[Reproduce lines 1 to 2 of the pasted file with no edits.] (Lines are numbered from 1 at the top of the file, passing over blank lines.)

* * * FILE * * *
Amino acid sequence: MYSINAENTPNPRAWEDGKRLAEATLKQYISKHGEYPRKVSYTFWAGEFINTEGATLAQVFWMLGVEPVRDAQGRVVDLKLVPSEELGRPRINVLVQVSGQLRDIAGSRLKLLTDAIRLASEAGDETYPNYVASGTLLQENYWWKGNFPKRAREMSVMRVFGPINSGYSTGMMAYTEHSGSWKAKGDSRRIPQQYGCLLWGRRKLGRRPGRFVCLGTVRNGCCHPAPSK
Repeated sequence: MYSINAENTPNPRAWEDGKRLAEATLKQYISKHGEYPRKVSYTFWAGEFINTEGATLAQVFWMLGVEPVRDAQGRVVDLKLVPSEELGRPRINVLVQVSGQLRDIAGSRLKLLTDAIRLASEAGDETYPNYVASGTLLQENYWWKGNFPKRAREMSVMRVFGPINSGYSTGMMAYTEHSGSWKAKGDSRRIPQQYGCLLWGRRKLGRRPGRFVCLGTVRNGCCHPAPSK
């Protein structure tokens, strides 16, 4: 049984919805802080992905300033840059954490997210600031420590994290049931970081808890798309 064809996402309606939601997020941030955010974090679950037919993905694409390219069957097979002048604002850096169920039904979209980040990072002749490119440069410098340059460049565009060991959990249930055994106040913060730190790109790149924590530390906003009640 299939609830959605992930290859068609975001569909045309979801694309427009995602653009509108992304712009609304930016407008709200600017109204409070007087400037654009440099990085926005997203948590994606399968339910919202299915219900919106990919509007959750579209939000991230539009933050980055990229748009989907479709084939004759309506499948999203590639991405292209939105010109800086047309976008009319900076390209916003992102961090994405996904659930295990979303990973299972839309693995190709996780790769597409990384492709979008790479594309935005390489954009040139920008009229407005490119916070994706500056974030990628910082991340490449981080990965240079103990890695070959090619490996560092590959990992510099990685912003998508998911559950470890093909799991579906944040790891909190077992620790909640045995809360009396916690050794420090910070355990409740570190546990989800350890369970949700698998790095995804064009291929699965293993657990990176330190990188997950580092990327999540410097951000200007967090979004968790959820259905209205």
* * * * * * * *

Amino acid sequence: MYSINAENTPNPRAWEDGKRLAEATLKQYISKHGEYPRKVSYTFWAGEFINTEGATLAQVFWMLGVEPVRDAQGRVVDLKLVPSEELGRPRINVLVQVSGQLRDIAGSRLKLLTDAIRLASEAGDETYPNYVASGTLLQENYWWKGNFPKRAREMSVMRVFGPINSGYSTGMMAYTEHSGSWKAKGDSRRIPQQYGCLLWGRRKLGRRPGRFVCLGTVRNGCCHPAPSK
Repeated sequence: MYSINAENTPNPRAWEDGKRLAEATLKQYISKHGEYPRKVSYTFWAGEFINTEGATLAQVFWMLGVEPVRDAQGRVVDLKLVPSEELGRPRINVLVQVSGQLRDIAGSRLKLLTDAIRLASEAGDETYPNYVASGTLLQENYWWKGNFPKRAREMSVMRVFGPINSGYSTGMMAYTEHSGSWKAKGDSRRIPQQYGCLLWGRRKLGRRPGRFVCLGTVRNGCCHPAPSK